Welcome to The Weekly Takedown, Sports Illustrated's in-depth look at MMA. Every week, this column offers insight and information on the most noteworthy stories in the fight world.
Brennan Ward returns to the cage next week.
He is looking forward to the welterweight bout against Kassius Kayne at Bellator 282. The MMA lifestyle, full of structure and discipline, is much preferred to the constant battle Ward fights against addiction.
"It's my everyday fight," Ward says. "Stay sober. Don't get high. On good days, on bad ones. It's always there, ready to hit."
Oxycodone, fentanyl, Percocet – or, for a time, whatever else he could find – were the pills of choice for Ward. But he has worked incredibly hard to get clean and stay that way, which reopened doors for him with his family, as well as his job as a union carpenter and with Bellator.
"I'm lucky to even be alive," Ward says. "I didn't lose my family. And I have my job? And I'm fighting again? I'm extremely lucky.
"I'm lucky I still get to see my kid. I'm lucky I didn't get kicked out of the union. I'm lucky I still get to fight in Bellator. There were a lot of people fighting this who aren't here anymore. I'm lucky to still be here, and I'm aware of that."
His recovery, Ward explained, is ongoing.
"I've slipped up here and there," Ward says. "I won't lie about it. But it's the same as when I get smoked with a right hand. I keep fighting.
"There are days when my back hurts and a couple percs would feel great. And I tell myself, ‘Maybe I could just do that once? It would make me feel, right?' But I know I shouldn't. I know I can't. Like I said, this is an everyday f-cking fight."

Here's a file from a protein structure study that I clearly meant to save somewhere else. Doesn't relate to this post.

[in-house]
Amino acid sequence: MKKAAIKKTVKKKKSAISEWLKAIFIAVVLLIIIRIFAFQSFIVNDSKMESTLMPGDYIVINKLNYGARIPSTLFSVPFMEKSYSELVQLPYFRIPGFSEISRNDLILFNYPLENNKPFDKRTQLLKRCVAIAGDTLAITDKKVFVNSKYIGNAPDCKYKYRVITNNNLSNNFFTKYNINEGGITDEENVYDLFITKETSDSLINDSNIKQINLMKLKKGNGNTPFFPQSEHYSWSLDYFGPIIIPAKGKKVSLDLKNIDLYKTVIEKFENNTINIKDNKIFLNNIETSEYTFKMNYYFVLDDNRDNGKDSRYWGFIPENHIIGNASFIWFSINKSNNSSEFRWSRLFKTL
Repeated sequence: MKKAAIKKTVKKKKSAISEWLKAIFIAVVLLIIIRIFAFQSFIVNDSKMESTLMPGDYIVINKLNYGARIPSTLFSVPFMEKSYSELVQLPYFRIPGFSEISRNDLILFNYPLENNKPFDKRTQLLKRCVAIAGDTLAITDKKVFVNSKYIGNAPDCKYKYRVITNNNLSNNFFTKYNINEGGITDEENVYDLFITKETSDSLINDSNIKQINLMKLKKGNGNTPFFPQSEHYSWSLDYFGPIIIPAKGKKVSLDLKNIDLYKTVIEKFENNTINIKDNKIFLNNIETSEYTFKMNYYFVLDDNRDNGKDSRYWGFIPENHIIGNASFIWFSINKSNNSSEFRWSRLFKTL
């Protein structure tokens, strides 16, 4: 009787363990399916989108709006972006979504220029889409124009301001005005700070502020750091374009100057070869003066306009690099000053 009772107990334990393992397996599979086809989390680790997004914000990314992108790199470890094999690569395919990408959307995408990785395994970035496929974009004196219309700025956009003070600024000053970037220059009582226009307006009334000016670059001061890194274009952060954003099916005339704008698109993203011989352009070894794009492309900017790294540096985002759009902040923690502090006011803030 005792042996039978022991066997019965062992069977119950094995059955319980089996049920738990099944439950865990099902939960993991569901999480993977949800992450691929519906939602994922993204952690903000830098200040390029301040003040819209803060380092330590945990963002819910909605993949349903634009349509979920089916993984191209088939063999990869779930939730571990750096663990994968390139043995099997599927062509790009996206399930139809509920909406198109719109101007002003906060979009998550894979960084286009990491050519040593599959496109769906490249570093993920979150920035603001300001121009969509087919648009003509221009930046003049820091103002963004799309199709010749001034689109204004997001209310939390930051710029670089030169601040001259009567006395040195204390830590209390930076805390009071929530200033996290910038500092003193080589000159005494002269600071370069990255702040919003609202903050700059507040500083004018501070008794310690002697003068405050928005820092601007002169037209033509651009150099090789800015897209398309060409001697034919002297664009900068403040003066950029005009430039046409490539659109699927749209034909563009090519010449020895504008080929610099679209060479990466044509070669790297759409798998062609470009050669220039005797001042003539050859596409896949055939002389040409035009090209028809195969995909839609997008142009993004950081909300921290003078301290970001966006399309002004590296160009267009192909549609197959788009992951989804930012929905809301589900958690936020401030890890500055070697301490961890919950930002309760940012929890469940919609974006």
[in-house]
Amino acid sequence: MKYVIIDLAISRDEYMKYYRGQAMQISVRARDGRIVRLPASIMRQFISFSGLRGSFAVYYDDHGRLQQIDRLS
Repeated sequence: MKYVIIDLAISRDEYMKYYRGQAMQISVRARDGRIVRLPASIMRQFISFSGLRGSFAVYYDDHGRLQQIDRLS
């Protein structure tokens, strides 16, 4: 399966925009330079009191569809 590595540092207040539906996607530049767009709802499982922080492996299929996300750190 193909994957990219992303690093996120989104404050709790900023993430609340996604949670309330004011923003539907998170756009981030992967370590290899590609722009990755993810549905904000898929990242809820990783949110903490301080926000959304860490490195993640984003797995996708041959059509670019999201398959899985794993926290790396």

After nearly five years away, Ward (15-6 MMA, 10-6 BMMA) made his return to the cage this past February. He pummeled Brandon Bell, finishing the fight by TKO under a minute into the second round. That was a catchweight bout, and next up is the welterweight fight against Kayne (12-7).
Still working full-time as a union carpenter, Ward is realistic with his current place in MMA. His training schedule is limited, which he does not think will hurt him in this fight – but certainly will be a detriment in the future.
"I'm not chasing a title right now, I'm looking to get f-cking paid," says Ward, who turns 34 later this month. "Everyone expects this huge, massive, dominance performance from me, but I'm looking to get in and out of there in a round. That's my plan until I'm in a position where I can train more and fight higher-level opponents. People ask me about fight camp. I'm training two, maybe three days a week. That's it. I haven't even trained that much, but I know I can still do this. If I felt like I couldn't compete, I wouldn't still fight."
Ward expects this to be his final bout at welterweight, as he's planning to move to middleweight.
"After this, I'd like to get some good fights at 185," Ward says. "I walk around at 190, but I'm really lean all the time. Working full-time, it's tough to cut weight. But I can beat some of the dudes ranked top five. That's just training two or three days a week. My manager begs me to train full-time. Maybe I'll do that and put my union job on hold for a year. We'll see what happens. If I want to go to the next level, I'm going to have to take time off from work."